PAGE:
I don’t endorse the methodology but if you’ve been selected – through a small security gap in your immune system – to come down with the stomach flu, the results really speak for themselves.
As I neared recovery from the back spasm that set me on the couch for 5 days, one of my kids was kind enough to bring a nose full of snot and germs home from school. We emphasize sharing in my house and so I had mixed emotions when my son, nose dripping with yellow goop, demonstrated comprehension of our lessons by sharing with me his afflictions.
So, I went from being glued to the couch to glued to the toilet. Good times for sure. But the unanticipated result was the loss of 9 pounds, mostly water that I’d been retaining like parched camel in the Sahara.
This got me thinking, as I’m inclined to do when faced with extended time in the bathroom. What are the unintended benefits of our circumstances or actions – or more importantly, our inactions? Do I receive a benefit from my current state? Traver, my coach and trainer, posed this question as part of my workout program, insisting that I was receiving some benefit from being overweight and to look honestly for what that was.
Traver pointed out that some people get more attention or sympathy when they’re overweight, others might get out of household work. Others still might become less attractive to their spouse if they lost weight, or they’re allowed to avoid laborious work that a fitter self would have few excuses for dodging. At first, I couldn’t think of what my benefits might be. I didn’t see any upside to carrying extra weight.
But, as I mulled the question while white-knuckling the toilet seat, I realized an uncomfortable “benefit” to my current state. During my back spasm only a few days ago (see previous post), I was laid up on the couch. My kids wanted to play and I made the honest claim that I was too twisted up to play the physical rough-housing games they rely on me for. But truth was too, that I just didn’t want to. I was tired, grumpy, and wanted to sulk and I had no desire to get off the couch and engage with them in a meaningful way.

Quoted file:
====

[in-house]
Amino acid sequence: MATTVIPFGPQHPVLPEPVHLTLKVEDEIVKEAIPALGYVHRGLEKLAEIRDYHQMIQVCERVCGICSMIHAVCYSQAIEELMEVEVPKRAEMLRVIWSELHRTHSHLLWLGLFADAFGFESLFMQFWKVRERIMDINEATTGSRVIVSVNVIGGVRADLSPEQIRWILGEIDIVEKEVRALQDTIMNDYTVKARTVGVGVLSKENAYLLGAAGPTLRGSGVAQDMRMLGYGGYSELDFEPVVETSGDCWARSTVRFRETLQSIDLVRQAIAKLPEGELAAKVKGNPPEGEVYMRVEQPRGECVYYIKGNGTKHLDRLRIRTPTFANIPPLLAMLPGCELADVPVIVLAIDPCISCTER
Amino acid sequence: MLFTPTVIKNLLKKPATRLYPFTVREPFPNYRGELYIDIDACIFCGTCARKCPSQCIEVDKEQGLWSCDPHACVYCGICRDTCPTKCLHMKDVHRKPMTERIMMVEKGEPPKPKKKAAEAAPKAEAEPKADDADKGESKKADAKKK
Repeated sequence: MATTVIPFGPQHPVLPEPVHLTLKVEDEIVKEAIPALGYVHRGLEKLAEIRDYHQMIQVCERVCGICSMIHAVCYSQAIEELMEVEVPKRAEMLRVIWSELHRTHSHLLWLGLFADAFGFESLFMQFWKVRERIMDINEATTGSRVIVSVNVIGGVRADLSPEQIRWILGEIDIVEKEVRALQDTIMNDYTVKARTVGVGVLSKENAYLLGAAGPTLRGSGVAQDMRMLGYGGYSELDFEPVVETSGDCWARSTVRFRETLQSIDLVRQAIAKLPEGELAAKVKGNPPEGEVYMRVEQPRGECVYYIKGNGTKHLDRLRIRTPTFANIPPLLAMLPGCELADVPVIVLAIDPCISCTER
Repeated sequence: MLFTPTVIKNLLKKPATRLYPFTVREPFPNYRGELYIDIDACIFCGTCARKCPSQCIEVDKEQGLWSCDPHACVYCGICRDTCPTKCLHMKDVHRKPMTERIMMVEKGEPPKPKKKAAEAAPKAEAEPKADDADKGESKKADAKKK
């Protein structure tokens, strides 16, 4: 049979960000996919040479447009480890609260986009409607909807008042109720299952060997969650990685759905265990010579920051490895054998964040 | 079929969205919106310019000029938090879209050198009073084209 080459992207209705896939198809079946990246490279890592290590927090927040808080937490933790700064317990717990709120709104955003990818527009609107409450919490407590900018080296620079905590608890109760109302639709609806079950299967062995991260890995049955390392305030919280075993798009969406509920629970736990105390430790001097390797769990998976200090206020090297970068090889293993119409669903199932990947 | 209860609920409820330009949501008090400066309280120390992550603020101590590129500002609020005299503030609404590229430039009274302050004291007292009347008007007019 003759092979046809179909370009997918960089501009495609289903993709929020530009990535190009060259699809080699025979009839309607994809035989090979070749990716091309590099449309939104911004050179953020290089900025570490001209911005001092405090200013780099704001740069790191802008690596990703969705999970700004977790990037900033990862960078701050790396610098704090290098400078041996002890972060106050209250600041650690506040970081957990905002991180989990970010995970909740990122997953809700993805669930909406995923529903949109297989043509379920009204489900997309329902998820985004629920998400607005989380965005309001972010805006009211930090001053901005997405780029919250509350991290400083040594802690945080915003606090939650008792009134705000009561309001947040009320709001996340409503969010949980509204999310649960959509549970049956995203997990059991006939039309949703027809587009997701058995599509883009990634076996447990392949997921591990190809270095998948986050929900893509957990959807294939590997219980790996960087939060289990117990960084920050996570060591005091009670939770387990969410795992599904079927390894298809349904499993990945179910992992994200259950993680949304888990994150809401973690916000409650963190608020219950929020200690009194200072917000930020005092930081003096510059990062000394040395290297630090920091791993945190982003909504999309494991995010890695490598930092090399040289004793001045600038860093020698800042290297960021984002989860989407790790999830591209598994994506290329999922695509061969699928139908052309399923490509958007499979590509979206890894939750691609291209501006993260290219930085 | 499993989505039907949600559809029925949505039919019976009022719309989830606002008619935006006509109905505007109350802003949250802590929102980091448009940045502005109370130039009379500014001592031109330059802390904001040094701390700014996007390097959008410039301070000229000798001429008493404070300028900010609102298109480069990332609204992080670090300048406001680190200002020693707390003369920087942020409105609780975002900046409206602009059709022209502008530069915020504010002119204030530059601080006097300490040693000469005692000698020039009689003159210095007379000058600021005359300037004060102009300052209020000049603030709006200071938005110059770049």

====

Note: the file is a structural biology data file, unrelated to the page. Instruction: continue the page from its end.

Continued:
In my informal and completely unprofessional survey of parents, we all have moments where the demands are overwhelming and we need a break. But typically, if we allow ourselves the respite it seems to be accompanied by extreme guilt at letting down your own children. However, this time, feeling justified for my need to remain on the couch, I didn’t have the same guilt. In fact my wife reinforced this by taking the kids and being the center of their attention.
So, I was receiving a benefit from being hurt, which was a natural extension of being out of shape. The benefit I was receiving from my current condition was an uncomfortable one – that I didn’t have to play with my kids. That realization hurt and was a nut kick to my quickly dehydrating ego that seems to insist I’m a great father. Maybe I’m not.
This benefit of attention and lack of obligation was mirrored back to me a few days later when my daughter, at the elderly age of 6, came into the living room hunched over and clutching her back looking like a 40 year veteran of patrol. “Ouch. My back hurts,” she said through a falsified look of pain as she enumerated all the reasons why she shouldn’t go to school. Nice try, kid.
As I dug deeper into this reasoning, it of course is not actually a benefit that coincides with my long term goals. Brief respite from dad duties is nice, but I don’t want my kids as adults to recall their dad as a broken and pained man. That’s not who I am…at least that’s not how I see me. But, it will be how they see and remember me if I don’t make that change.
So, what benefit are you getting from your current state? Are accommodations being made for you at home or work that would change if you got healthier? Are those really benefits after all? Or are they just excuses that allow you not to see yourself for who you currently are?
I hope that this post gets your mind moving, and that you don’t need the same explosive intestinal distress that I endured to find yours.